Bilingualism delays dementia
Bilingualism Delays Onset of Dementia
By Rossella Lorenzi for Discovery News
Speaking more than one language can delay the onset of dementia by four years, according to a research on bilingualism and cognitive impairment in old age.
The mental agility required to manage two or more language systems every day throughout one's life, appears to enhance neural plasticity and enrich brain vasculature, staving off cognitive decline, Canadian researchers report in the February issue of the journal Neuropsychologia.
Dementia is associated to a gradual onset and continuing decline of higher cognitive functioning, including impairment in memory, language, visual-spatial function, judgment and abstraction.
93 people in the [study] were bilingual who had been using two languages since they were young. The bilingual group included speakers of 25 different languages, including Polish, Yiddish, German, Romanian and Hungarian.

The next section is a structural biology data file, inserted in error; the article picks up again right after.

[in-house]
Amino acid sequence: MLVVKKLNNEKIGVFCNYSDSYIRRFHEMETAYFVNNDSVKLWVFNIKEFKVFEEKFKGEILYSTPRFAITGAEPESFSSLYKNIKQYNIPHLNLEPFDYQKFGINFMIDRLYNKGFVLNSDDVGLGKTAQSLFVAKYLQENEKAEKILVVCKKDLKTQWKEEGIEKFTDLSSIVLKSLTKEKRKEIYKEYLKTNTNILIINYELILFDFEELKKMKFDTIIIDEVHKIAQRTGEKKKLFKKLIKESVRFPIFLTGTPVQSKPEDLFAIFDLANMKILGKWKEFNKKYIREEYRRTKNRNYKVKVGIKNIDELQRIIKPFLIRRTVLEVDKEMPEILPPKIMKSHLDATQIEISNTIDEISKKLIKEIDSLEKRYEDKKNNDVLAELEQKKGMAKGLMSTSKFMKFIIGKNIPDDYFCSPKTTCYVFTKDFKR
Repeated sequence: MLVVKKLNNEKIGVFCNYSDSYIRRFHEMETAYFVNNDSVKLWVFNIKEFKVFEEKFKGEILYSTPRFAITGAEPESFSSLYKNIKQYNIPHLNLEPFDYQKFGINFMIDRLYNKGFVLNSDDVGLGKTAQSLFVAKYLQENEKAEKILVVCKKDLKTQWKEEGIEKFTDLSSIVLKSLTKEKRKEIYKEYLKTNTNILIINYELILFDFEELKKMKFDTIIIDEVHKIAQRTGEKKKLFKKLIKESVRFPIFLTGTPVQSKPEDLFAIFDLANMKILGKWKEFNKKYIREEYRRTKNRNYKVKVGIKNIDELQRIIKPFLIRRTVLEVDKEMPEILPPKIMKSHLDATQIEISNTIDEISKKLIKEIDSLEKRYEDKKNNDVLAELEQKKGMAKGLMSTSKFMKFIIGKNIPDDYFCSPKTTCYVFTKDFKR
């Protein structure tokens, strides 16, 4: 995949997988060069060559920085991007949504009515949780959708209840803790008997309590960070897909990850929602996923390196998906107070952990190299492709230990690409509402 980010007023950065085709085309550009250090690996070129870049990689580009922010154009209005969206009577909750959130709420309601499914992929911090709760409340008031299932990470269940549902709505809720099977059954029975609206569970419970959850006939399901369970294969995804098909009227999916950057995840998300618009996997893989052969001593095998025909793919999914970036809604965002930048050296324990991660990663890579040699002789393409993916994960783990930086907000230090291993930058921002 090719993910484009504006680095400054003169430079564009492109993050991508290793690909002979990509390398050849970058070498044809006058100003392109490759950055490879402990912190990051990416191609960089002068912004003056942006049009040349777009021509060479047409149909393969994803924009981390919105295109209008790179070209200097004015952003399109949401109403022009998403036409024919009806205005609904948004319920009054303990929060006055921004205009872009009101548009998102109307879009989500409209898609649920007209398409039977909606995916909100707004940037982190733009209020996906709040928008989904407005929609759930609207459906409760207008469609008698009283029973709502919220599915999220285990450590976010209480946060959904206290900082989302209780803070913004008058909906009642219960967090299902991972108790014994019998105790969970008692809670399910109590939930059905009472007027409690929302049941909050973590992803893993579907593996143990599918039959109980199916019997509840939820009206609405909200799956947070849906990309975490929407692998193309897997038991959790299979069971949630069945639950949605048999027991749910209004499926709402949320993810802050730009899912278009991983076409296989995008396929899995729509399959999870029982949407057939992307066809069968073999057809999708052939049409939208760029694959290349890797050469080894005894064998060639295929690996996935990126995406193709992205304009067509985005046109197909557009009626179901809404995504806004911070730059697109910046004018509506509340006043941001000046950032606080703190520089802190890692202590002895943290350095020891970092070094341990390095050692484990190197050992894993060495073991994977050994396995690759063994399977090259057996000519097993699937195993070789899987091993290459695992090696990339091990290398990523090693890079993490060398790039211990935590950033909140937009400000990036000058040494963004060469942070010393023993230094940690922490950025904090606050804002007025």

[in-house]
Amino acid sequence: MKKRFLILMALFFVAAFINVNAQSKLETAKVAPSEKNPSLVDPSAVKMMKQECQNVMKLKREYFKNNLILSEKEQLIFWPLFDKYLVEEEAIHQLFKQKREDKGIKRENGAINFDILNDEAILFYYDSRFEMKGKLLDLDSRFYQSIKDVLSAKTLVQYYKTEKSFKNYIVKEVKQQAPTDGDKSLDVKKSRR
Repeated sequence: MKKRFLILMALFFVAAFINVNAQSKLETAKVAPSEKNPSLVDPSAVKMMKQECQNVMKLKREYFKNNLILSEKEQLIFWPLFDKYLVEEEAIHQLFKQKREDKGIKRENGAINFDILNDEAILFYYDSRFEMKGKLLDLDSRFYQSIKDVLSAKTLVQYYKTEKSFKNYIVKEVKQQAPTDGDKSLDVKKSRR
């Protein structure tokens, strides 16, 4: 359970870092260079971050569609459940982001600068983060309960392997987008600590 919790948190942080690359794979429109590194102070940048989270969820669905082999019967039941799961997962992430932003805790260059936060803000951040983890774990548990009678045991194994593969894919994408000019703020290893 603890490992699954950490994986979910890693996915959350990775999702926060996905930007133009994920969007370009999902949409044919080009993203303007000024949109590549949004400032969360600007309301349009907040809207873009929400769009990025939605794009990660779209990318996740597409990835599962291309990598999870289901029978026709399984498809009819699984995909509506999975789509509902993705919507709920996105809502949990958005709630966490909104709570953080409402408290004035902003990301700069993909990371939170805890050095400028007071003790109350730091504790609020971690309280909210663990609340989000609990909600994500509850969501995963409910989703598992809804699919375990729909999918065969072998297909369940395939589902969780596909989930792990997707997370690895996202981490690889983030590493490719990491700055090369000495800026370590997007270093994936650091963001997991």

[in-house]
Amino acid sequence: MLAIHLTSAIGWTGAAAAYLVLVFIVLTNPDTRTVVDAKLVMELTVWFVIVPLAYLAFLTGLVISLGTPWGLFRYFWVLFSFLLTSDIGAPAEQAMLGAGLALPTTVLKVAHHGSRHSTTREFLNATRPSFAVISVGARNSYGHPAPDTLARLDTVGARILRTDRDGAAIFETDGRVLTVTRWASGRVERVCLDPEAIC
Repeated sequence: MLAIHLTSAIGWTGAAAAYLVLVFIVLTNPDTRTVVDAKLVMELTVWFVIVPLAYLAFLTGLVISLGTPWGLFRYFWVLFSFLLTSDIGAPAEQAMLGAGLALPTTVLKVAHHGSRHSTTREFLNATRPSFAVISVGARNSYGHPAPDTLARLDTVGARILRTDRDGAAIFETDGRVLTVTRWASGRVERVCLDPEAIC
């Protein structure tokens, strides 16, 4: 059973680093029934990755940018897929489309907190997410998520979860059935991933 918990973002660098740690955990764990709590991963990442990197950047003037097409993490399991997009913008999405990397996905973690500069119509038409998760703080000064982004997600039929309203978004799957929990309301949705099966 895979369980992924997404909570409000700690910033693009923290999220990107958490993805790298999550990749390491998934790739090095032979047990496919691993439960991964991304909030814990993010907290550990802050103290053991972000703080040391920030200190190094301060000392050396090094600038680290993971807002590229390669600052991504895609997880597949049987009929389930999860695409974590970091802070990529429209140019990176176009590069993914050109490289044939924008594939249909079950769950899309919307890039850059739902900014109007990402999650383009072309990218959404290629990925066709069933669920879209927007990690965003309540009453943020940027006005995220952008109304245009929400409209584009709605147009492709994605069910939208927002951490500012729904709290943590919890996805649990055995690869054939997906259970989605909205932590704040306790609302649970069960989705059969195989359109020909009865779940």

The average age at which these patients developed dementia was 75.5 years old. Among the remaining patients, who spoke only one language, dementia began to appear at the the mean age of 71.4 years.
The four year difference remained even after considering the possible effect of cultural differences, immigration, formal education, employment and even gender as influencers in the results, the researchers said.
"What is most striking about our results is that there is no intervention available that can delay onset of symptoms by as much as four years," Bialystok told Discovery News.
Bilingualism appears to have beneficial effects if both languages are spoken regularly on a daily basis.
A 2004 study published in Nature revealed that bilinguals have greater density of grey matter in the left inferior parietal cortex compared to unilingual people.